Revista chilena de historia natural
versión impresa ISSN 0716-078X
SPOTORNO, ÁNGEL E; VALLADARES, JOHN P; MARIN, JUAN C y ZEBALLOS, HORACIO. Molecular diversity among domestic guinea-pigs (Cavia porcellus) and their close phylogenetic relationship with the Andean wild species Cavia tschudii. Rev. chil. hist. nat. [online]. 2004, vol.77, n.2, pp.243-250. ISSN 0716-078X. http://dx.doi.org/10.4067/S0716-078X2004000200004.
To investigate the origin and diversity of domestic guinea-pigs Cavia porcellus (Linnaeus, 1758; Rodentia, Caviidae), we sequenced the mitochondrial cytochrome b gene of 12 domestic and 10 wild specimens from six species, including the two presumed as ancestral to the domestic one: Cavia tschudii and Cavia aperea. All maximum parsimony and maximum likelihood analyses grouped C. porcellus with C. tschudii (mean K2P distance = 3.2 %); best trees had 609 steps (CI = 0.796; Bremer support Index (SI) = 28), and a _Ln = 4419.52, with 100 % and 97 % bootstrap support respectively. This clade, supported by three substitutions and 96 % bootstrap, is also obtained in the cladistic analysis of corresponding amino acids. When the C. aperea node was forced to join C. porcellus, these trees were consistently longer, less likely and robust, and with less defining characters than the optimal one. All C. porcellus sequences also clustered in a node defined by 15 substitutions. The sub-node containing animals from city markets, pet shops and laboratories was characterized by four substitutions (one non-silent, SI = 7, and 91 % bootstrap). Some South American C. porcellus, called "criollos" (creoles) by local breeders, were more diverse. Probably, a particular clade from southern Peru and Chile may represent a pre-Columbian lineage. Mean K2P distance between C. tschudii and C. aperea was rather large, 7.7 %. Cavia appeared as a robust node (100 % bootstrap). These results indicate that C. tschudii is the species most closely related to C. porcellus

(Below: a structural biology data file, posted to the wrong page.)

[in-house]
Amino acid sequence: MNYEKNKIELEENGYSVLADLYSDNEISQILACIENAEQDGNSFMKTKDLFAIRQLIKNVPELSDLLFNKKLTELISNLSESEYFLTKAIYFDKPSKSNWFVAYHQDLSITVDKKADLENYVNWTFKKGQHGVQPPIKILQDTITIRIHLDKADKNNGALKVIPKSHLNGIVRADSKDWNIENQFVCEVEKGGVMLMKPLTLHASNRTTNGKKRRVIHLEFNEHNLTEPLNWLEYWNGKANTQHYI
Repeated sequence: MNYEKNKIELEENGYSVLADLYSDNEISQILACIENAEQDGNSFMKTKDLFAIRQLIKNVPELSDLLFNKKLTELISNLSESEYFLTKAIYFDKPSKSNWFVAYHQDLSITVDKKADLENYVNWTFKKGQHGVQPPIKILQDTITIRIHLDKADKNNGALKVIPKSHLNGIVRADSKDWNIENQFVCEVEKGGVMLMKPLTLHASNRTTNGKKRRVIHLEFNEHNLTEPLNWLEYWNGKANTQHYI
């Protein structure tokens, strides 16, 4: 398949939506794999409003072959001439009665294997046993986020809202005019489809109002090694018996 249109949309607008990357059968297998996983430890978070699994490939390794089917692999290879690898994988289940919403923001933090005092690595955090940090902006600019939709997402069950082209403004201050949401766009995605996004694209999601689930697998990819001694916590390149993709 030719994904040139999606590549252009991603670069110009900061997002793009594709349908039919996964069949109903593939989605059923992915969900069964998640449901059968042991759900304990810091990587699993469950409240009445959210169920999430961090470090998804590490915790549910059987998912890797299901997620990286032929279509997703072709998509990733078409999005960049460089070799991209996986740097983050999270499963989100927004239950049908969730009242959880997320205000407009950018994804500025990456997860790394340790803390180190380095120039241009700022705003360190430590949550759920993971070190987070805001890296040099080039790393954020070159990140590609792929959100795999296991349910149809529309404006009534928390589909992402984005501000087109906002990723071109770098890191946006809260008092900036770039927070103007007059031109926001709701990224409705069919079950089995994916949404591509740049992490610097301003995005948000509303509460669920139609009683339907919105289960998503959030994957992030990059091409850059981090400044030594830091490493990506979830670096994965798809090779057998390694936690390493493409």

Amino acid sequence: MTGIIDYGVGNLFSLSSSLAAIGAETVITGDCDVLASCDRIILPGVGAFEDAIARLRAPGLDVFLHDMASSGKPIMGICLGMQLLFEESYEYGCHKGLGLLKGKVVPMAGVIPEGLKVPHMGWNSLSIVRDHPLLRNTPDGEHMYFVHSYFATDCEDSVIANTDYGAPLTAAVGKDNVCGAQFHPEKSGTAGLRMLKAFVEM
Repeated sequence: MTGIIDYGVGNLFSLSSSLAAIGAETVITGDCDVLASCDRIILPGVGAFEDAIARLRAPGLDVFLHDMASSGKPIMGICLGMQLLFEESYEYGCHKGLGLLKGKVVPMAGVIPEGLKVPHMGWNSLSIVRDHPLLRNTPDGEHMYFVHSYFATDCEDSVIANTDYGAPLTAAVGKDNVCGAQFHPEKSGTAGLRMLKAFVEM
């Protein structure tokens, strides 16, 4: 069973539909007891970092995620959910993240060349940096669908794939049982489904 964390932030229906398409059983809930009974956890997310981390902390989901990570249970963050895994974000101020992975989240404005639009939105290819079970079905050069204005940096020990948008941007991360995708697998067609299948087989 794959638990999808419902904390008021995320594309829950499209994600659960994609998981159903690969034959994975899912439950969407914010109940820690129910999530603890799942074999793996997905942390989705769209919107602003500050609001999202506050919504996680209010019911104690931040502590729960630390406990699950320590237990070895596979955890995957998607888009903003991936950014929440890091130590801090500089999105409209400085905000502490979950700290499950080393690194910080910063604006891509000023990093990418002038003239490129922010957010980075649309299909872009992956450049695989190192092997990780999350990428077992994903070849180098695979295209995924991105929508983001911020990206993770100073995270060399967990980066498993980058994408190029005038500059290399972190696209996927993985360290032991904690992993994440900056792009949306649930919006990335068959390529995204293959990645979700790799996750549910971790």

Palabras clave : Andes; Cavidae; cytochrome b; domestication; guinea pig; molecular phylogeny.